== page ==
I want to make sure retirement accounts are enumerated here as well, and I suppose that would fit under “property.” For those blessed to have retirement accounts, “the flesh” is sure suffering.

All of this “stuff” is on our minds as this darn small virus highjacks our “flesh,” even the shoes and clothing we could throw into the washing machine after going out into the public for food and drink away from our house (and farm), with or without our spouse and children. It would be better to pitch a tent in the fields or move into the barn with the livestock to ensure proper social distancing! Living among the livestock is honorable. It is how Jesus began his life.

“God protects me agains all danger…” May it be so.  To set one’s mind on “the Spirit” is to trust  what Luther writes 500 years ago and Paul writes differently here in Romans. “God protects me…out of pure, fatherly, and divine goodness and mercy, without any merit or worthiness of mine at all.”  That’s the Spirit!  “…you are not in the flesh; you are in the Spirit, since the Spirit of God dwells in you.” Romans 8:9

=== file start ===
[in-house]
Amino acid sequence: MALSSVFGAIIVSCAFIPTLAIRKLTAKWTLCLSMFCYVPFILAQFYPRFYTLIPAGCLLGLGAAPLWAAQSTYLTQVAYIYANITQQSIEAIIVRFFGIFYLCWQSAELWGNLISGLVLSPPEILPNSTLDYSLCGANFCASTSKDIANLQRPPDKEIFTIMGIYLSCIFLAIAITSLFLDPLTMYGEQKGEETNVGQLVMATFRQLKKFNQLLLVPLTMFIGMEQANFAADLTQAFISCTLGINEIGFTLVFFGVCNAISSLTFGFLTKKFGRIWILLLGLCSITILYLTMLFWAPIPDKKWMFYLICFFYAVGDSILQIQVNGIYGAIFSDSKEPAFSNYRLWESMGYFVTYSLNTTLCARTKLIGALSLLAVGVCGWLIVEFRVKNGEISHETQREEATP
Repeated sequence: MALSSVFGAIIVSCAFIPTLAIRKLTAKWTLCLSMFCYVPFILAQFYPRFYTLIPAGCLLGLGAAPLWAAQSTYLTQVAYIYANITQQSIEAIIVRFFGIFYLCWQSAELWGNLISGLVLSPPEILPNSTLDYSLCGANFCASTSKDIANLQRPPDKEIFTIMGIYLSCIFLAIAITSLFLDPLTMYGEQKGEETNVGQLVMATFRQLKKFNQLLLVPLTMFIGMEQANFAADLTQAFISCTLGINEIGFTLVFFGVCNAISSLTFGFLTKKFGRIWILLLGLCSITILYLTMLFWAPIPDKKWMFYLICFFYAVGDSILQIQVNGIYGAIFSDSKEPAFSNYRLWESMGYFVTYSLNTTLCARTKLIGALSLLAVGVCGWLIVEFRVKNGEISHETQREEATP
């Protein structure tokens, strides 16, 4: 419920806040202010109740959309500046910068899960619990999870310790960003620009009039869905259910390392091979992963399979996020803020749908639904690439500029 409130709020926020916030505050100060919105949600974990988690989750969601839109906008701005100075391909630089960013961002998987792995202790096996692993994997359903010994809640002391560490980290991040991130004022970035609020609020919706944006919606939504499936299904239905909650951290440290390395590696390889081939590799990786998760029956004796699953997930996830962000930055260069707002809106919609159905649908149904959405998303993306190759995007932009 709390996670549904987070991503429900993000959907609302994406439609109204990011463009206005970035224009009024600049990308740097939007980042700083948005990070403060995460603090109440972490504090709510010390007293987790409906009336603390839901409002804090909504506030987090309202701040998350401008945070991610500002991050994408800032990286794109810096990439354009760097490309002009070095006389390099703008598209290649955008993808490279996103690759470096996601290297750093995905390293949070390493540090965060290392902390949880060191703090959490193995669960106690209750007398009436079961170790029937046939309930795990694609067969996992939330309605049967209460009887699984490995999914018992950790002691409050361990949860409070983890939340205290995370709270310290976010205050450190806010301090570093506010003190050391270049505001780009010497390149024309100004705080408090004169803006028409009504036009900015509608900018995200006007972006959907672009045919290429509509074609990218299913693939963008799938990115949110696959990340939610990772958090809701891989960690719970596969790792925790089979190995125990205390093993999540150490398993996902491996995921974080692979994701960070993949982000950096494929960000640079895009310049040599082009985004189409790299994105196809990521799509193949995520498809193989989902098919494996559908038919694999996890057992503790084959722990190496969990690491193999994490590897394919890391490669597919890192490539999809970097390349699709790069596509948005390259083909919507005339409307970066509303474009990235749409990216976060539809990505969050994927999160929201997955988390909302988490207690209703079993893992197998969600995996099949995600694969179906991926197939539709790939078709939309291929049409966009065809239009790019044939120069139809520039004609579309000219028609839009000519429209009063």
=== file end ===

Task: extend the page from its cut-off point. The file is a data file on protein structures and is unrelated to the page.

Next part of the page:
Again, the text is pointing us to death, in particular Christ’s death, but in the early days, pre-church days we might say, Paul is pointing his hearers and readers to their own deaths. “The flesh” can’t do much about that latter death, our own deaths.  It could not do much in Paul’s day and it cannot do much now.

But! But, Paul invokes “the Spirit” that is the Spirit of God asserting that that Spirit which raised Christ Jesus, also raises our “flesh.”  

I have often wondered why the prophets pushed the extremes when “proving” God. You may recall the story of Elijah in 1 Kings 18:33-35. In the story, Elijah built a wood pile for a sacrifice that would prove his God was better than Baal, the competing god.  Baal’s prophets went first and even with great prayer and excitement, Baal did not ignite the fire in their wood pile to consummate their sacrifice.  Elijah then had four barrels of water poured on his pile of wood, pushing to the extreme the unlikelihood that the wood would catch on fire.  Why?  Even a little spark or small bolt of lighting, just a six foot length of lighting, would have won the day.  Yet, in doing this, Elijah helped remove all doubt that Yah was the one and only God of the Land of Israel.  You can read the rest of the story to see how it ends.